Communication
October 23, 2012

Virtual networking: Building your online brand

With the recent launch of the Guideline for External Use of Web 2.0 and the Values and Ethics Code for the Public Sector, there has been a lot of discussion around professional versus personal virtual networking. The fact is the lines between our professional and personal lives are blurring: we are taking our work home with us and bringing our personal lives to work.

Networking has become more important than ever, while at the same time developing our professional brand that will assist us in our future career aspirations. Social media such as LinkedIn and Twitter allow us to build relationships at lightning speed, where geography and circumstances are no longer a factor.  

Nevertheless, there are always some risks associated with online social media usage so there are a few rules of thumb that I keep in mind in order to balance my professional and personal networking experience.

Individuals do not log on to social media sites to read static updates only, they come for interaction and conversation. Engage them in appropriate meaningful discussions and find areas of interest and commonality to develop a range of networks. Just like using the telephone, using social media professionally takes a commonsense approach. When tweeting or blogging about your personal and professional life, the content you post should reveal a dimension of your personality.  Associating your character traits to your personal brand makes you more memorable to your virtual networking audience.

Go beyond your industry when developing your network. Connect with individuals on a variety of levels from a wide range of areas. By growing your network outside of the common areas you will be more valuable to people that are in your immediate industry. By developing an extensive network, you can be the individual that connects colleagues across industries. Seek out opportunities to meet your virtual connections face-to- face whether it be at a conference, event or at local Chamber of Commerce mixers – it will make your networking relationships that much stronger.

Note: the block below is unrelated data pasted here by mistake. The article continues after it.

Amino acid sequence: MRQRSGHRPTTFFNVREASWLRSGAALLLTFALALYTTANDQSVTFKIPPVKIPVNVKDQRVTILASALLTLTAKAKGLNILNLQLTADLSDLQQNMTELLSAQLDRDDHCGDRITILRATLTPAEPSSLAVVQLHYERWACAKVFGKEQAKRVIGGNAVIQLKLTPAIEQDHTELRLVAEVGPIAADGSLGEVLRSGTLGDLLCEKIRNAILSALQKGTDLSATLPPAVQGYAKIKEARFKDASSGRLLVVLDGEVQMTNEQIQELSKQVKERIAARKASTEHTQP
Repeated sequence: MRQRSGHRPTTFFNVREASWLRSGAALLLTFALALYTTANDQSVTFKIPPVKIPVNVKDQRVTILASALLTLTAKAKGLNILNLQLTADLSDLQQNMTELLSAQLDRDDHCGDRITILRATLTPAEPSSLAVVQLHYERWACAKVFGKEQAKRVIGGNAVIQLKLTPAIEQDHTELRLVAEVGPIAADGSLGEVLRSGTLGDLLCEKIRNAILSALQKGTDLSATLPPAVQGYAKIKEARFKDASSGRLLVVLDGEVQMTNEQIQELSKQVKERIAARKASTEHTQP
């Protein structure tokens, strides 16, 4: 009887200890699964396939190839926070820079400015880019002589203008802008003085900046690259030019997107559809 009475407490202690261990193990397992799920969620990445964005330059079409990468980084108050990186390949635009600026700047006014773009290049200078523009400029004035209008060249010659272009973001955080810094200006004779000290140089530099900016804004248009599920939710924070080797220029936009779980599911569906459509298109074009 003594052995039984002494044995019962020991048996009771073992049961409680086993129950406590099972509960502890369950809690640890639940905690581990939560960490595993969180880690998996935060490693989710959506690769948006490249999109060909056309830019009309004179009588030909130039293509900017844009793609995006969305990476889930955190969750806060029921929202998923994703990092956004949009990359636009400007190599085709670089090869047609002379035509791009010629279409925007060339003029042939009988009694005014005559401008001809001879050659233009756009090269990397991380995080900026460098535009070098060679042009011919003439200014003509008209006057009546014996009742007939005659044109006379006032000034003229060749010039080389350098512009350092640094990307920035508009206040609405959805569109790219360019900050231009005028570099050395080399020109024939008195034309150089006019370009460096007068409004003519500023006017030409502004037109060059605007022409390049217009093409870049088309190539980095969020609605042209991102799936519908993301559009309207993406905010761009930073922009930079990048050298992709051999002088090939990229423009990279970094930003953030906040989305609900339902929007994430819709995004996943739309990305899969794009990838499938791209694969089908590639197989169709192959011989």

When posting remember your comments are public for the entire world to see. Comment online the same way you would at a meeting, over coffee or a public forum. The safest assumption you can make is that absolutely everything you publish on your personal social media pages can be read by everyone you come in contact with, sometimes even after the post has been deleted. Always think twice before you post. Be interesting, engaging, creative and display a positive attitude through your postings and interactions. It can be tempting after a hard day at work to go on your social media page and vent about your day; however, this will only hurt your online reputation in the long run. You don’t want to post something in the heat of the moment that you will regret in the future.   

Be clear and transparent that your views are your own, but remember your duty of loyalty to your employer still applies. This is the same for every line of work, not just for government employees. For example, if you work for the private sector or a not-for-profit you are an ambassador for your organization, and if you as an employee do not support and stand behind programs and services that your organization offers, why would the public? As public servants we need to refrain from public criticism and balance our right to freedom of expression with loyalty to our employer. Ask yourself, would you want your manager seeing your post? Even better, would you want your post to appear on the cover of the Globe and Mail?

A short video was recently launched that explains the most important points to keep in mind as public servants when using social media as part of your work and professional interests. You can view the video at: http://bit.ly/Mxqanh.

In short, reach out to various networks and let your personality and positive attitude shine through in your posts. Where possible, take opportunities to meet your new connections face- to-face. Respect the guidelines and remember your responsibilities as public servants – think twice before you post. Continue to build your professional and personal brand as it will open doors and present opportunities that will assist you throughout your career journey. Happy networking!

Jodi LeBlanc is a values and ethics advisor with Veterans Affairs Canada and is a member of CGE’s editorial advisory board (connect with her via: http://ca.linkedin.com/in/jodileblanc).

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